Slavery

“Change” Elections: 1800, 1828, 1860, 1896, 1912, 1932, 1960, 1968, 1980, 2000, 2008, And Now 2016?

America has now had 58 Presidential elections, and it can now be said that 12 of them, about 20 percent, have been transformational elections.

In 1800, for the first time. the “opposition” won the Presidency, when Thomas Jefferson defeated John Adams.

In 1828, the “common man”, Andrew Jackson, was elected over John Quincy Adams, and all white males over 21, whether or not property owners, were able to vote, and Jackson was perceived as representing the western frontiersman and the urban worker.

In 1860, Abraham Lincoln’s victory ushered in a new political party, the Republican Party, as dominant for the next half century, and the Civil War developed out of the split over slavery and its expansion between the Union and the Confederacy. But the sectionalism of that period still exists in many ways in 2017.

In 1896, William McKinley’s victory over William Jennings Bryan promoted the growth of industry and urbanizastion over the previously predominant agricultural and rural nature of America, but in reality, that conflict still exists in 2017.

In 1912, the high point of progressive reform, and the evolution of government playing a major role in the economy from that point on, became a long term reality, with three Presidents–the past President Theodore Roosevelt; the incumbent President William Howard Taft; and the future President Woodrow Wilson—all competing in promoting what one could call the most reform oriented election, with all three Presidents being “progressive” to different degrees.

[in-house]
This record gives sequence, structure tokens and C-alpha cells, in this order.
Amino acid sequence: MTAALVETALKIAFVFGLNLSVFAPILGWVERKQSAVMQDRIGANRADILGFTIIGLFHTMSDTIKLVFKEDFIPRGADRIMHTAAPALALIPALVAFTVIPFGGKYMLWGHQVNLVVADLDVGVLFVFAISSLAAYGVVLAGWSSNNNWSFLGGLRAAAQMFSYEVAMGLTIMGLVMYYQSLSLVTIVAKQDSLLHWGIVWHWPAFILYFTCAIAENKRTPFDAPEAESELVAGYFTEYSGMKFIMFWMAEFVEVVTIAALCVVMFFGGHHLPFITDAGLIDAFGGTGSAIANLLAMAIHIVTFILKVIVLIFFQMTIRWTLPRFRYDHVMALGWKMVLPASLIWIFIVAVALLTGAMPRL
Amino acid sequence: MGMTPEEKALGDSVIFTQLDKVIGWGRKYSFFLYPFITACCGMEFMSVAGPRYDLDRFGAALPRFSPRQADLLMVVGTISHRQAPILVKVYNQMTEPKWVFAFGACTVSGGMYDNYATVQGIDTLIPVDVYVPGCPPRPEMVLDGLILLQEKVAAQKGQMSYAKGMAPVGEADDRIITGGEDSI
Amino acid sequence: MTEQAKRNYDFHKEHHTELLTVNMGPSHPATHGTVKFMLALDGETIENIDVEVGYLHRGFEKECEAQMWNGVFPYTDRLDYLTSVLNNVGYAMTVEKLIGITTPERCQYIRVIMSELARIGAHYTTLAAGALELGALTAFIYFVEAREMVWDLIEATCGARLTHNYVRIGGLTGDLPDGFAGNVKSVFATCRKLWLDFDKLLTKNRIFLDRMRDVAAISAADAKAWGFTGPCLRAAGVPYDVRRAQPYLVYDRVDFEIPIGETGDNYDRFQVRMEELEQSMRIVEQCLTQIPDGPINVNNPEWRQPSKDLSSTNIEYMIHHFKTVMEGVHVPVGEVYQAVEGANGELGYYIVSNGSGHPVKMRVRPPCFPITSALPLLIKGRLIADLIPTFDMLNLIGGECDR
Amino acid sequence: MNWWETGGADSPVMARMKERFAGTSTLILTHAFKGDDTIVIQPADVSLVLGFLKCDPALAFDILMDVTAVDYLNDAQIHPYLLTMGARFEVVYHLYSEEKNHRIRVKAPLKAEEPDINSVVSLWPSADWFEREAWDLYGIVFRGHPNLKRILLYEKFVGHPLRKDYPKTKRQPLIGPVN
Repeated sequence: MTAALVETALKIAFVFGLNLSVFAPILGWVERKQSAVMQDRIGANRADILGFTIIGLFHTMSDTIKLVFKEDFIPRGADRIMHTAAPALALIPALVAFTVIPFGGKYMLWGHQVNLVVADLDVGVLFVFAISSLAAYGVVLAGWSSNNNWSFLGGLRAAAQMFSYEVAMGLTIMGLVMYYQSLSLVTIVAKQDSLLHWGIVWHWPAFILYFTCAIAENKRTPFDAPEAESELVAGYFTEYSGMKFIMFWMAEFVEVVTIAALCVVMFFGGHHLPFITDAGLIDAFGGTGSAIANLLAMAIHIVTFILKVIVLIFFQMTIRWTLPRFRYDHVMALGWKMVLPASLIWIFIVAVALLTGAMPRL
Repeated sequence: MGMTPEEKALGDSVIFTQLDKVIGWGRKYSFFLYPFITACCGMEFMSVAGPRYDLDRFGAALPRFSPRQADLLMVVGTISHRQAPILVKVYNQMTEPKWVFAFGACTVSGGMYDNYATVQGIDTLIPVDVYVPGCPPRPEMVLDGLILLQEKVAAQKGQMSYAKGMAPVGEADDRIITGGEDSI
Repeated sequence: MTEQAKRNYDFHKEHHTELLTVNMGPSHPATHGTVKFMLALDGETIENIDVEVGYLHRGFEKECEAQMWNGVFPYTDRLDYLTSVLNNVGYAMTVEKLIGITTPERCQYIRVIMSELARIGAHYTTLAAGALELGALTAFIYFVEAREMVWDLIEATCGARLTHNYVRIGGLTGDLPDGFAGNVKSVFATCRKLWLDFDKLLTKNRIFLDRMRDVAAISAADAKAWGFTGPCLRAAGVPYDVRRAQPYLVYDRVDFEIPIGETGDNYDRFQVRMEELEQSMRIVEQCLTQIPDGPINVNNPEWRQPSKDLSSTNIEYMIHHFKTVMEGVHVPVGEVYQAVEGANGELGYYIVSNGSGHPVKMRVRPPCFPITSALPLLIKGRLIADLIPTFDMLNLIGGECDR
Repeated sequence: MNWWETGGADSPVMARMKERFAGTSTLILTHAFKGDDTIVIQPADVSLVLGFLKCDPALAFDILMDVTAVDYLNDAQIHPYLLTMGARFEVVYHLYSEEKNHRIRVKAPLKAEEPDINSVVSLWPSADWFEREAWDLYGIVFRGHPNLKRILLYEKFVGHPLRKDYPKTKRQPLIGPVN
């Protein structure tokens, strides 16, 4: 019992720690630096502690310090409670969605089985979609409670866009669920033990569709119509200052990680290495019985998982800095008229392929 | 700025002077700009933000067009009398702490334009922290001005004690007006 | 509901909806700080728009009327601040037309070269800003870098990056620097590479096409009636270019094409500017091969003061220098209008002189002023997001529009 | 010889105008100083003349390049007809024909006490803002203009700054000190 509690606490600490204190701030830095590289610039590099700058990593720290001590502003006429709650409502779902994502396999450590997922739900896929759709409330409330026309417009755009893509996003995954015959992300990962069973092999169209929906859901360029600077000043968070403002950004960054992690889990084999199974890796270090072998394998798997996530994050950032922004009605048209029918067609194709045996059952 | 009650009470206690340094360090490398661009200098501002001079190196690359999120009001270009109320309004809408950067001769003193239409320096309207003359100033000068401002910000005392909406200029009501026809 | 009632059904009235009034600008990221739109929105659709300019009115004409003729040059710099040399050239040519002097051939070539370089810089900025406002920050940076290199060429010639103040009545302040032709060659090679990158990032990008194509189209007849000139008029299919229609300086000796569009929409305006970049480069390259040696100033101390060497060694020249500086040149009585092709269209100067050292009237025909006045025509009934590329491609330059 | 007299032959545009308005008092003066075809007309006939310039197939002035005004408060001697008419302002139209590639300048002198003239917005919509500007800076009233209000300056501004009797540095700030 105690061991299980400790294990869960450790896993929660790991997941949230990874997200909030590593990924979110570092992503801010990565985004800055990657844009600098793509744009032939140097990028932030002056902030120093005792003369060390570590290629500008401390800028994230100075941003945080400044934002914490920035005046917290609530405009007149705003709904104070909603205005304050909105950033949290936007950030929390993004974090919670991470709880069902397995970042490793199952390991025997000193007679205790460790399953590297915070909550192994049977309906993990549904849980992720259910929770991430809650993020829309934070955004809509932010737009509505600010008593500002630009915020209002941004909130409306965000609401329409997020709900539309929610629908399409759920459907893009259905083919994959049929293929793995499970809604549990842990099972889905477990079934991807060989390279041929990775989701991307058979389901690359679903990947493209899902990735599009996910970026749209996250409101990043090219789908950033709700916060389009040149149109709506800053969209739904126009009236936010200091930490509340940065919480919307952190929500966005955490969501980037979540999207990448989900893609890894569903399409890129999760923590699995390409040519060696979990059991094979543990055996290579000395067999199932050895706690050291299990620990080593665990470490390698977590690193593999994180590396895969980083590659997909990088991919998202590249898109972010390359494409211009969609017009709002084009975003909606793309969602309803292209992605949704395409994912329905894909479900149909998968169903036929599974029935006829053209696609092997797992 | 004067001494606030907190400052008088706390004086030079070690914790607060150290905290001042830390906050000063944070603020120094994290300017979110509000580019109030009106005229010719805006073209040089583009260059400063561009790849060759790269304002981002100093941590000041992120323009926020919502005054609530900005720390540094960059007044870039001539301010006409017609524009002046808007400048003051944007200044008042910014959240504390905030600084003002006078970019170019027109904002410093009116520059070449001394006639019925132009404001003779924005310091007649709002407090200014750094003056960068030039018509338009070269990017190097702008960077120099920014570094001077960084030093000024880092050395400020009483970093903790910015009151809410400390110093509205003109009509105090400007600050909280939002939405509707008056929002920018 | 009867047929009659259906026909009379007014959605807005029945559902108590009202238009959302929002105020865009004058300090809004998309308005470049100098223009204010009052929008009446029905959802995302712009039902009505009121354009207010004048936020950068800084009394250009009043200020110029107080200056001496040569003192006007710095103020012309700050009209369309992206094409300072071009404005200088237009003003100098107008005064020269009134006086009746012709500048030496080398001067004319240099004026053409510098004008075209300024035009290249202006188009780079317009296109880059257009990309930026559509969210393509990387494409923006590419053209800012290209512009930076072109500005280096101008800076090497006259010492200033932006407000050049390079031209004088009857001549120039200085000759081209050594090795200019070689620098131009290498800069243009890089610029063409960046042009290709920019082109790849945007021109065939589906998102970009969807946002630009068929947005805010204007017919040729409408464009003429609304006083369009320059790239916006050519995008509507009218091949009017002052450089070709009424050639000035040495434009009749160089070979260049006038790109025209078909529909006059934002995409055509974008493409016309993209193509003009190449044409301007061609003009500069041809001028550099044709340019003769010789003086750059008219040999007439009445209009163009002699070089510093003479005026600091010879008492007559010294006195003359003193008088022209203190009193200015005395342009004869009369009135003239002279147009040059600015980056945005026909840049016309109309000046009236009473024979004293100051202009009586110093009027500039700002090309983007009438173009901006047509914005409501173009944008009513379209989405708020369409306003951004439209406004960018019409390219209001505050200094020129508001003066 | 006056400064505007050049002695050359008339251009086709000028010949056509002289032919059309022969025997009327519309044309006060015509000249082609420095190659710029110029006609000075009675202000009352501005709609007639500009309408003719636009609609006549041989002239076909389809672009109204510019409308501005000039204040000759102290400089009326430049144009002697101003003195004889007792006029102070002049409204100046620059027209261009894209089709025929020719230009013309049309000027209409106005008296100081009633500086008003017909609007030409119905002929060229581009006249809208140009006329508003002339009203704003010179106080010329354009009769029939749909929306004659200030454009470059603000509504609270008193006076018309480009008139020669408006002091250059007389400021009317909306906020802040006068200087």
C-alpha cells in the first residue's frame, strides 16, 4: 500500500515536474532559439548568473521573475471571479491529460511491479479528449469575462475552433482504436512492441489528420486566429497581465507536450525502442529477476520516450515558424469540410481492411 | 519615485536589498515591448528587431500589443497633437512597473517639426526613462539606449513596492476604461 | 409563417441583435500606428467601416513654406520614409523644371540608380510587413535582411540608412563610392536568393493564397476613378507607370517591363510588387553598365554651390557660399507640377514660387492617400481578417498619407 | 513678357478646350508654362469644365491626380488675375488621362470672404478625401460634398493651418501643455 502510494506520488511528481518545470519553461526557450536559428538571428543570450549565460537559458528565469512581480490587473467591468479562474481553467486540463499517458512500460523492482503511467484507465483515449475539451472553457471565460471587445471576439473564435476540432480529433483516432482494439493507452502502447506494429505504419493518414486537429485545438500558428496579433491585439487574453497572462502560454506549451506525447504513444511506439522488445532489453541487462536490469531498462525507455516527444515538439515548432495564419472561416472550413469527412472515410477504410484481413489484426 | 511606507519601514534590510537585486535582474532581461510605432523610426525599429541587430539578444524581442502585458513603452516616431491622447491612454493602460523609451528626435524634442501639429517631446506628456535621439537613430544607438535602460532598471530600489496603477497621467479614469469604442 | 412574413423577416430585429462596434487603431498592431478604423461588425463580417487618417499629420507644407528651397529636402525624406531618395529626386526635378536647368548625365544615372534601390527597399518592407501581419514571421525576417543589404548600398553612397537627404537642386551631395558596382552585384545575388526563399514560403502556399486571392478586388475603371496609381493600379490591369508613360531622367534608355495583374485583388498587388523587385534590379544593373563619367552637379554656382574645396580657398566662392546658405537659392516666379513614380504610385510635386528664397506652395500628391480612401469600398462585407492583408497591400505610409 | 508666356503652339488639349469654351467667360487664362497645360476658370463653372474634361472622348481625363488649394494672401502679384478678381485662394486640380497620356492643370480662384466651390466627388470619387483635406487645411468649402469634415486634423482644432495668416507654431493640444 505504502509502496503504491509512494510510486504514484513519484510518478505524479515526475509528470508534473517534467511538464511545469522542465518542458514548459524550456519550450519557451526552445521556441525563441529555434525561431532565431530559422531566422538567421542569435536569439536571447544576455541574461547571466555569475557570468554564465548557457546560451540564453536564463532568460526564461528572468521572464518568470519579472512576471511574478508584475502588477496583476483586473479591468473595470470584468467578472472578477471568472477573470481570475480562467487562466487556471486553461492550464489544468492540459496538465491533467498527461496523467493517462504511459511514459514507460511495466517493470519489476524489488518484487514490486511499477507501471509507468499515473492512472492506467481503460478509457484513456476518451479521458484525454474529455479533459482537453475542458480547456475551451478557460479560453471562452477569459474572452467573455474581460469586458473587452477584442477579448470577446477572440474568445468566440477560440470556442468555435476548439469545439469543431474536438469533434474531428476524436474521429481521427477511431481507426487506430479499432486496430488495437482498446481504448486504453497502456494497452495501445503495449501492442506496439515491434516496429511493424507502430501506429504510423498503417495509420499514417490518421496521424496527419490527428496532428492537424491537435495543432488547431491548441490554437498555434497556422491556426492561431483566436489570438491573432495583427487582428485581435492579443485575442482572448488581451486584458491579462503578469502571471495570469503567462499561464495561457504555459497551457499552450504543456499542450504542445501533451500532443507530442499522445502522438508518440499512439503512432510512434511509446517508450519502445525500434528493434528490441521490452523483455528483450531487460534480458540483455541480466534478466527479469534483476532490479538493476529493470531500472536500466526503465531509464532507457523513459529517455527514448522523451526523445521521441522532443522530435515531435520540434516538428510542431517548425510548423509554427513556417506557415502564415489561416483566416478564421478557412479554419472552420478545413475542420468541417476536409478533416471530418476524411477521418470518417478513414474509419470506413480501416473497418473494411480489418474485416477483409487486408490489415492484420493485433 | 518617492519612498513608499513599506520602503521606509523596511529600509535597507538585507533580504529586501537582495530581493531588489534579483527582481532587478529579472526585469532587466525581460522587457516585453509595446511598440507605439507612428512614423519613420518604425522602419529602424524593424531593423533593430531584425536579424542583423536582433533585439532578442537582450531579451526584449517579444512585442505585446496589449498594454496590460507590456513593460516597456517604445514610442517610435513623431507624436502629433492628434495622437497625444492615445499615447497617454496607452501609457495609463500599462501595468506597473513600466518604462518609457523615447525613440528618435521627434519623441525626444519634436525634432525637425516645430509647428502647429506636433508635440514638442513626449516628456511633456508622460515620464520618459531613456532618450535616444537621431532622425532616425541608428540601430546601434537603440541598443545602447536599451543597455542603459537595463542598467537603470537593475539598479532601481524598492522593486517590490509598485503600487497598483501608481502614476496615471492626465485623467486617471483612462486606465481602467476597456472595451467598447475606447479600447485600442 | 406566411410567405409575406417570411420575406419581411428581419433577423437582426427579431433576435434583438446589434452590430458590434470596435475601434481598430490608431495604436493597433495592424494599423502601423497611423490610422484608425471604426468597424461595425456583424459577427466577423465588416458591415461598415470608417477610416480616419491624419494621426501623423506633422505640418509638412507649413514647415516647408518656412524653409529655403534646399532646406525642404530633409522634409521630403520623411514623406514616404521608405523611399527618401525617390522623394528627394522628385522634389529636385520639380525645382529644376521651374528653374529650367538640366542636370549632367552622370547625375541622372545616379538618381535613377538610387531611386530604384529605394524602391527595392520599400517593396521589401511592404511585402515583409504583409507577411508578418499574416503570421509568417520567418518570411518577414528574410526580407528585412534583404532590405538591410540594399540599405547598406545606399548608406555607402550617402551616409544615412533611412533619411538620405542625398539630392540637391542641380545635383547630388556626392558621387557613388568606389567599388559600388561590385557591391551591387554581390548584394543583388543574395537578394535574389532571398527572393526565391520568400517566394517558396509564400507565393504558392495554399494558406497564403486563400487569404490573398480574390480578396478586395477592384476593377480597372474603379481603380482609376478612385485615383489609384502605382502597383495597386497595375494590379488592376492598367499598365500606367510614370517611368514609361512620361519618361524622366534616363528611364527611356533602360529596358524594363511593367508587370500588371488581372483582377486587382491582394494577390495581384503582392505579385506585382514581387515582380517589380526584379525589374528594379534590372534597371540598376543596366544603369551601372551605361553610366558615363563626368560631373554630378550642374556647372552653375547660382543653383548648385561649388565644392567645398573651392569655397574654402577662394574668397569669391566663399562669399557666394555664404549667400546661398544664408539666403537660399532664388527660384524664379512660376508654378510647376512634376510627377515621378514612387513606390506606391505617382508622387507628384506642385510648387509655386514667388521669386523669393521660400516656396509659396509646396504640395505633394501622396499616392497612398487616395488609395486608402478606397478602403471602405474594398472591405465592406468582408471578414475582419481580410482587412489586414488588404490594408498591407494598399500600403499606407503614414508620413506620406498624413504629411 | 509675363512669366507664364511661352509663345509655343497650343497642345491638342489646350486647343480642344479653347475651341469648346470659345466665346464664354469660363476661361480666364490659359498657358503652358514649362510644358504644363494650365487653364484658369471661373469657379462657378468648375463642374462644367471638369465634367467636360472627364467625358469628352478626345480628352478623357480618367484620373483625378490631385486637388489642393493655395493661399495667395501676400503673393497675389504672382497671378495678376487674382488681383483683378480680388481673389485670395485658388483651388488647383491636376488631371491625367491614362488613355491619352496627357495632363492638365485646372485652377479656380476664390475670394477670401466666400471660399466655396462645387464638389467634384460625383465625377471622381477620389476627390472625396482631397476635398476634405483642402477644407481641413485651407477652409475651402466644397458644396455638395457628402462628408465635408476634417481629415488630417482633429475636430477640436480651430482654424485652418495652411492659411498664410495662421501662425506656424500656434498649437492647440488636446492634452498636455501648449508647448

In 1932, Franklin D. Roosevelt’s victory over Herbert Hoover, was the time of the beginning of Democratic Party dominance, and ever bigger national government, even beyond the Progressive Era of the early 20th century.

In 1960, the election of John F. Kennedy was the triumph of overcoming the “religion issue”, as our first non Protestant President, a Roman Catholic from Massachusetts, was accomplished.

In 1968, the election of Richard Nixon marked the beginning of a turn to the Right, although Nixon actually continued and expanded elements of the Great Society of Lyndon B. Johnson in domestic affairs.

In 1980, Ronald Reagan’s victory marked the sharpest turn to the Right since Calvin Coolidge in the 1920s, and began an era of conservative government, that in many respects, continued under his successors, George H. W. Bush and Bill Clinton.

In 2000, the Supreme Court intervention in the Florida vote count, and the awarding of Florida to George W. Bush by 537 votes, giving him the Presidency, was a revolutionary change that changed the course of history, when Al Gore won the popular vote by more than a half million, and with the economy having improved during the Clinton years, should have led to Gore in the White House.

In 2008, Barack Obama’s victory over John McCain was a sharp turn to the left after what were arguably 40 years of conservative government to different degrees, including under Democrats Jimmy Carter and Bill Clinton, and Obama overcame the race issue, in becoming the first African American President.

And now, in 2016, Donald Trump’s victory MIGHT be a sign of another “change” election, with the white working class voting for Trump, giving him the victory in the Electoral College, even though rival Hillary Clinton won the biggest popular vote margin of a losing candidate (2.85 million), greater than many Presidents won on their road to the White House,

But it may eventually be seen as a “fluke” election, and may not be long lasting, and only time and events will tell us what the reality is.

The 2017 C Span Presidential Survey First Impressions: What It Tells Us

The new 2017 C Span Presidential survey, the third in a series with earlier surveys in 2000 and 2009, reveals a lot about how scholars evaluate Presidents and their performances in office.

The survey is based on 91 Presidential historians judging our Presidents on ten categories, and adding up points to rank the Chief Executives.